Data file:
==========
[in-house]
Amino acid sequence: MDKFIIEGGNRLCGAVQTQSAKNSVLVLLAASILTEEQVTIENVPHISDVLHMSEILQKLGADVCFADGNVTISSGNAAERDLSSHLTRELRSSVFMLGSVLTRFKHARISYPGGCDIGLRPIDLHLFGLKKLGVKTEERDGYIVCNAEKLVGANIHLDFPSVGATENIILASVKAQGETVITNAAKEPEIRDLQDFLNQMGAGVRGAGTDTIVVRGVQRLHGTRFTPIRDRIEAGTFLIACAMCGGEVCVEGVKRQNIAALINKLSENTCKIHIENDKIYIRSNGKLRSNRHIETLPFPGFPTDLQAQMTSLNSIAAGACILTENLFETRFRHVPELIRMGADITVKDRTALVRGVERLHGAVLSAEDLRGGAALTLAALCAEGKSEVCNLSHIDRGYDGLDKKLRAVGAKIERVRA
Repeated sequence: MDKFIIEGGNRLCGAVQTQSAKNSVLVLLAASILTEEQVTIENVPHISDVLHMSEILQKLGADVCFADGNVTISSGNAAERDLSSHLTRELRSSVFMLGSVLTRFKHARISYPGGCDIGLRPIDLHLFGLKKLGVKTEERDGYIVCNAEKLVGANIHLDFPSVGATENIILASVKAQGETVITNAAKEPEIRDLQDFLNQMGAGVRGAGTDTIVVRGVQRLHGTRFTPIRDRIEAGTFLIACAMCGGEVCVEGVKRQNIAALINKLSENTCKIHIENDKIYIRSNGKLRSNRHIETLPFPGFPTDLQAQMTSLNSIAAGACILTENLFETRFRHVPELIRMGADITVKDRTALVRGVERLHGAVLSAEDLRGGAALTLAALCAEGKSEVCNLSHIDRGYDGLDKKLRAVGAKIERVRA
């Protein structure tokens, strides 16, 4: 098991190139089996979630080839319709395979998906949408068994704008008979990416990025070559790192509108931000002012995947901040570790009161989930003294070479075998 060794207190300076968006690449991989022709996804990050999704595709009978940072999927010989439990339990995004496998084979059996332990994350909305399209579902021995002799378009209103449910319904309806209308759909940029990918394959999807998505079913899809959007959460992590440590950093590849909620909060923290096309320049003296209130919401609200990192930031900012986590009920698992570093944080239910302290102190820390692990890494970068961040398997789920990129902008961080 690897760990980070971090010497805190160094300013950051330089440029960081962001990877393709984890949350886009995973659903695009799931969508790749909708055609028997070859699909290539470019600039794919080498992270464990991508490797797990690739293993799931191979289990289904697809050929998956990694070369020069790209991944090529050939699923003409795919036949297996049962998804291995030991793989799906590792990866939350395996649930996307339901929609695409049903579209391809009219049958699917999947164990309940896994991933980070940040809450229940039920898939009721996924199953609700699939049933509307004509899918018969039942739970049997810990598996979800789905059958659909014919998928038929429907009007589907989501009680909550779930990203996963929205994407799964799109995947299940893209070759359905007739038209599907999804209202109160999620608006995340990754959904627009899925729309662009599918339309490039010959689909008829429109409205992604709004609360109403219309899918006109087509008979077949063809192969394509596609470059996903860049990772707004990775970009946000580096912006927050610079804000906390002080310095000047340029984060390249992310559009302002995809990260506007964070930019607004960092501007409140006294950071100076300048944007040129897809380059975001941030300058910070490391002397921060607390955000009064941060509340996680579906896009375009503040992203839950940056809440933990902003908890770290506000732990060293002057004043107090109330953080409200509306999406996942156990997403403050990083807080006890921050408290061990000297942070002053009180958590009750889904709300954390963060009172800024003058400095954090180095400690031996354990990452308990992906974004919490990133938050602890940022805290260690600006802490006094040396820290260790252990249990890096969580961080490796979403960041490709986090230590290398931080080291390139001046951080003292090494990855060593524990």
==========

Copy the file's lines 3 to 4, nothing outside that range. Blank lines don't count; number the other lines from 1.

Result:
Repeated sequence: MDKFIIEGGNRLCGAVQTQSAKNSVLVLLAASILTEEQVTIENVPHISDVLHMSEILQKLGADVCFADGNVTISSGNAAERDLSSHLTRELRSSVFMLGSVLTRFKHARISYPGGCDIGLRPIDLHLFGLKKLGVKTEERDGYIVCNAEKLVGANIHLDFPSVGATENIILASVKAQGETVITNAAKEPEIRDLQDFLNQMGAGVRGAGTDTIVVRGVQRLHGTRFTPIRDRIEAGTFLIACAMCGGEVCVEGVKRQNIAALINKLSENTCKIHIENDKIYIRSNGKLRSNRHIETLPFPGFPTDLQAQMTSLNSIAAGACILTENLFETRFRHVPELIRMGADITVKDRTALVRGVERLHGAVLSAEDLRGGAALTLAALCAEGKSEVCNLSHIDRGYDGLDKKLRAVGAKIERVRA
């Protein structure tokens, strides 16, 4: 098991190139089996979630080839319709395979998906949408068994704008008979990416990025070559790192509108931000002012995947901040570790009161989930003294070479075998 060794207190300076968006690449991989022709996804990050999704595709009978940072999927010989439990339990995004496998084979059996332990994350909305399209579902021995002799378009209103449910319904309806209308759909940029990918394959999807998505079913899809959007959460992590440590950093590849909620909060923290096309320049003296209130919401609200990192930031900012986590009920698992570093944080239910302290102190820390692990890494970068961040398997789920990129902008961080 690897760990980070971090010497805190160094300013950051330089440029960081962001990877393709984890949350886009995973659903695009799931969508790749909708055609028997070859699909290539470019600039794919080498992270464990991508490797797990690739293993799931191979289990289904697809050929998956990694070369020069790209991944090529050939699923003409795919036949297996049962998804291995030991793989799906590792990866939350395996649930996307339901929609695409049903579209391809009219049958699917999947164990309940896994991933980070940040809450229940039920898939009721996924199953609700699939049933509307004509899918018969039942739970049997810990598996979800789905059958659909014919998928038929429907009007589907989501009680909550779930990203996963929205994407799964799109995947299940893209070759359905007739038209599907999804209202109160999620608006995340990754959904627009899925729309662009599918339309490039010959689909008829429109409205992604709004609360109403219309899918006109087509008979077949063809192969394509596609470059996903860049990772707004990775970009946000580096912006927050610079804000906390002080310095000047340029984060390249992310559009302002995809990260506007964070930019607004960092501007409140006294950071100076300048944007040129897809380059975001941030300058910070490391002397921060607390955000009064941060509340996680579906896009375009503040992203839950940056809440933990902003908890770290506000732990060293002057004043107090109330953080409200509306999406996942156990997403403050990083807080006890921050408290061990000297942070002053009180958590009750889904709300954390963060009172800024003058400095954090180095400690031996354990990452308990992906974004919490990133938050602890940022805290260690600006802490006094040396820290260790252990249990890096969580961080490796979403960041490709986090230590290398931080080291390139001046951080003292090494990855060593524990």